No Products in the Cart
CBD has become increasingly popular for both humans and our pets. In fact, 63% of over two thousand vets surveyed in 2018 by the Veterinary Information Network said their patients' owners asked about CBD at least monthly (with 29% asked weekly and 8% asked daily). That was three years ago and likely has only increased with the continuing rise in popularity of CBD. But the world of CBD is still mysterious for most people. So here are 11 questions answered about CBD for dogs.
CBD or cannabidiol is one of more than 100 different active chemical compounds called "cannabinoids" found in the cannabis plant. The main cannabinoids are tetrahydrocannabinol (THC) and cannabidiol, with CBD being the second most prevalent ingredient in cannabis.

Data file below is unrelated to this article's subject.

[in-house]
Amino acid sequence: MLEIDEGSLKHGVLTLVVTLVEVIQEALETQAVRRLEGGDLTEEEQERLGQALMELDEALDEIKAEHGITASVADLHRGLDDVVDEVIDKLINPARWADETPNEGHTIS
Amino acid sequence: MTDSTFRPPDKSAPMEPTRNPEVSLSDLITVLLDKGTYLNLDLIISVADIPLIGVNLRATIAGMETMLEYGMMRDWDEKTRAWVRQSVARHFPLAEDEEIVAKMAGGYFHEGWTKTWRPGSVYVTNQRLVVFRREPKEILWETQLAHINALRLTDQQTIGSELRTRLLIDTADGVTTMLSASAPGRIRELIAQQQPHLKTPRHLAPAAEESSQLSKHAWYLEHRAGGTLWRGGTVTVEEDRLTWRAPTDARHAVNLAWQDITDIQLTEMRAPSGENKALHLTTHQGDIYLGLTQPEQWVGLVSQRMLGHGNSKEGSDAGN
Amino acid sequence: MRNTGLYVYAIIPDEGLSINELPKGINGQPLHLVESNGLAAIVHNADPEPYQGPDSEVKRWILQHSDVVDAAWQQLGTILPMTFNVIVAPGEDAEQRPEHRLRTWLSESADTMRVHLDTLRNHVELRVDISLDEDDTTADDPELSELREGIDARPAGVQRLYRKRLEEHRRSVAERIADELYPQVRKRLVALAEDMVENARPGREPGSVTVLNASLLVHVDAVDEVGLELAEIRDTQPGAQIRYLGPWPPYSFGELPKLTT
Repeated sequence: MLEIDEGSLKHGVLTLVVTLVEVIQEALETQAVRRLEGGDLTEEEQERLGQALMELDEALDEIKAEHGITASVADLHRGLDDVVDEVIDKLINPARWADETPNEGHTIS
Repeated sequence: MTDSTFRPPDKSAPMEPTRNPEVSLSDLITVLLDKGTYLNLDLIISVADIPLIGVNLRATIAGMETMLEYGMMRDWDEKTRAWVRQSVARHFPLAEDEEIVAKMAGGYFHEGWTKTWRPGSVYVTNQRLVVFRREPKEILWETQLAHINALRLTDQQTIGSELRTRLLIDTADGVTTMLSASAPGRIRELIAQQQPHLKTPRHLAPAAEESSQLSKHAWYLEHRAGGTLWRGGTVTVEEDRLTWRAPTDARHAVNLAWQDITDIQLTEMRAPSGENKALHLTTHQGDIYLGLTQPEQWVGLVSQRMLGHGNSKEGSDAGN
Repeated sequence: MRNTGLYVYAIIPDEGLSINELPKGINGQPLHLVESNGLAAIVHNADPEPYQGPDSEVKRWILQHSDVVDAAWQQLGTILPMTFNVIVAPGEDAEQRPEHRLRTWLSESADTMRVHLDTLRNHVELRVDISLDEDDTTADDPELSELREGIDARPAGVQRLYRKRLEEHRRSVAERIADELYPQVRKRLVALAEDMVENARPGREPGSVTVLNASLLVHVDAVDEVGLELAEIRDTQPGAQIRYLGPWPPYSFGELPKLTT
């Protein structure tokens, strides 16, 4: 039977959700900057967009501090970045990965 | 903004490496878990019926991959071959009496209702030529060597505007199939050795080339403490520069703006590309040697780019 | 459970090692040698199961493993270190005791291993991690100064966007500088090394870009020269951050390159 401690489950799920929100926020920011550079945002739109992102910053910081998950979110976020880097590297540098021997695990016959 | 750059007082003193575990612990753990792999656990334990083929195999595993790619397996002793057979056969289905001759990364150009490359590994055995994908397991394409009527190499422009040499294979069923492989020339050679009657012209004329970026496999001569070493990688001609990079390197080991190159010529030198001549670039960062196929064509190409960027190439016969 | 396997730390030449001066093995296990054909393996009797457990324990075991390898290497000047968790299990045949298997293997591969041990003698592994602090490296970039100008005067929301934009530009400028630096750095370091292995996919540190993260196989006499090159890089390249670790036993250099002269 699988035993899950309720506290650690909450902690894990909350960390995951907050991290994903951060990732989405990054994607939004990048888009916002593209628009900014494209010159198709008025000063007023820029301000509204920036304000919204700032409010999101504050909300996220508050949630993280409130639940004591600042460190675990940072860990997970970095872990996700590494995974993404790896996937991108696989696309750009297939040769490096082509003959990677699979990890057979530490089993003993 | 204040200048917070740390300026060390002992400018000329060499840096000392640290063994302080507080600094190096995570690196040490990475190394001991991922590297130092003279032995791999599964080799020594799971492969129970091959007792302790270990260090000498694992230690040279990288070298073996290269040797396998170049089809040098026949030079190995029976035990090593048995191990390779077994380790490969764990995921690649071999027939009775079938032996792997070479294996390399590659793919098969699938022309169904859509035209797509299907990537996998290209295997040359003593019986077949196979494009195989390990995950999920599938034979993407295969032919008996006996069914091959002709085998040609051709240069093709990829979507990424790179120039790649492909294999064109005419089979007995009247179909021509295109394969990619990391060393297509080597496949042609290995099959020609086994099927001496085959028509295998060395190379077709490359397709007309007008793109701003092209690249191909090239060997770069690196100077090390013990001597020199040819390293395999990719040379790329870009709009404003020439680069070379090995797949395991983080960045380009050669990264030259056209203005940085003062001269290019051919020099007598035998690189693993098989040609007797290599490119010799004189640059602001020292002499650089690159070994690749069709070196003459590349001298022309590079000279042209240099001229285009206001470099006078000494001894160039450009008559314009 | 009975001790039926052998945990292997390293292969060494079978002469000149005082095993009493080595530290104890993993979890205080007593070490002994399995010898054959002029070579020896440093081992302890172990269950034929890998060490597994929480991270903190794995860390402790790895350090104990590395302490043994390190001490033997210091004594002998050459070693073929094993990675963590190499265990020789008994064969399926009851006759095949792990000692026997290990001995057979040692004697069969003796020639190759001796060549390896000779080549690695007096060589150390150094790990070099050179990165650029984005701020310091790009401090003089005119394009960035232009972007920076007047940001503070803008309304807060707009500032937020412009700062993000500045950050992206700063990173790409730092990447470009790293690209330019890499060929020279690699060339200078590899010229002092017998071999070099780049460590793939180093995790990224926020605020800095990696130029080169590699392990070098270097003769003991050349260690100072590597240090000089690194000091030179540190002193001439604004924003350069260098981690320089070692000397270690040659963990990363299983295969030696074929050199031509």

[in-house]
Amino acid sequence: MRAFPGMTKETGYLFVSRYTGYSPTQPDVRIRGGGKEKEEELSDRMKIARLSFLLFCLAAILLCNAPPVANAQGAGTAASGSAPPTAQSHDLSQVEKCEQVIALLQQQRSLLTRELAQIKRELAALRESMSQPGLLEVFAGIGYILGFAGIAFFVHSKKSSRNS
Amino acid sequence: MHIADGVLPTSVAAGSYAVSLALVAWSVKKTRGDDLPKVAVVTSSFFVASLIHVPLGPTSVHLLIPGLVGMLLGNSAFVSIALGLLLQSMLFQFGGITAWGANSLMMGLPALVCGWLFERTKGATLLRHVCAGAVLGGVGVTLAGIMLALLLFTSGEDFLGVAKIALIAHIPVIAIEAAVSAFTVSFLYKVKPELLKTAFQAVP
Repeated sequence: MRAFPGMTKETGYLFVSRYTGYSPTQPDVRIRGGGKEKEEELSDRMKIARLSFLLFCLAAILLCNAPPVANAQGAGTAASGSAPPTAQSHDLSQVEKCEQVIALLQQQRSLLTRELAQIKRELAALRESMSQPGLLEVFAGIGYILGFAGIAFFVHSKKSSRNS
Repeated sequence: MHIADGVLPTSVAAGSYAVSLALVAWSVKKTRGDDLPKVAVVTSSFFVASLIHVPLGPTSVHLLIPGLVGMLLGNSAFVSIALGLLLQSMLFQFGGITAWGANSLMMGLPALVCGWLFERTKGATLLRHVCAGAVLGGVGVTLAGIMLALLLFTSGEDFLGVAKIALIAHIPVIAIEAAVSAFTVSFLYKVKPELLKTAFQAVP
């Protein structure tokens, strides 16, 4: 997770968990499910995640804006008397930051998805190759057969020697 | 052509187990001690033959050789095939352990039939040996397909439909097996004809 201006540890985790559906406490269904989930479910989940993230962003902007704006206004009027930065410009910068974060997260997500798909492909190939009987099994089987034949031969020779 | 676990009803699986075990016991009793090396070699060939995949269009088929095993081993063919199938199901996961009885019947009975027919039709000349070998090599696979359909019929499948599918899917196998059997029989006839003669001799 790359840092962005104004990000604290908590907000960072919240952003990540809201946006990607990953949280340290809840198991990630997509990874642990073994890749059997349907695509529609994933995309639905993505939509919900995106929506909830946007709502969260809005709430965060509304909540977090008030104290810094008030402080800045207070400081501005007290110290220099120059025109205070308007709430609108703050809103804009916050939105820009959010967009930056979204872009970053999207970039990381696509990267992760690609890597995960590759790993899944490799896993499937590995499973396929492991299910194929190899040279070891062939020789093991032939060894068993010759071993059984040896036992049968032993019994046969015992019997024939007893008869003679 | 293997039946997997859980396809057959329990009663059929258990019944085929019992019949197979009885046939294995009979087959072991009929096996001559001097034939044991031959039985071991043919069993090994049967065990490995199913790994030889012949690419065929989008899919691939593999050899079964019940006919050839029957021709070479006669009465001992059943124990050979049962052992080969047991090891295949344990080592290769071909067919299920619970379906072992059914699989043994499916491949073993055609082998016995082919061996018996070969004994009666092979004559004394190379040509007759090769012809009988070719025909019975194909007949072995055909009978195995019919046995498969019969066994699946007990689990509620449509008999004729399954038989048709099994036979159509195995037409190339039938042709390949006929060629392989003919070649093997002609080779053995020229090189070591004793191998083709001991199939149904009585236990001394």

Unlike THC, CBD is not psychoactive and thus does not produce a "high." Its effects are much closer to NSAIDs (non-steroidal anti-inflammatory drugs) like ibuprofen and Rimadyl. This is because it has benefits on important metabolic pathways that control several processes in the body, such as inflammatory responses and blood clotting. A report from the World Health Organization found that, so far, there are no indications that CBD leads to dependence or abuse and no public health related issues associated with its use.
Though there are still things to figure out, scientists have a general idea about how CBD works. To dive into that, we need to first go over the endocannabinoid system (ECS), found in all living vertebrates. (Note: the ECS is active even if you don't use cannabis.)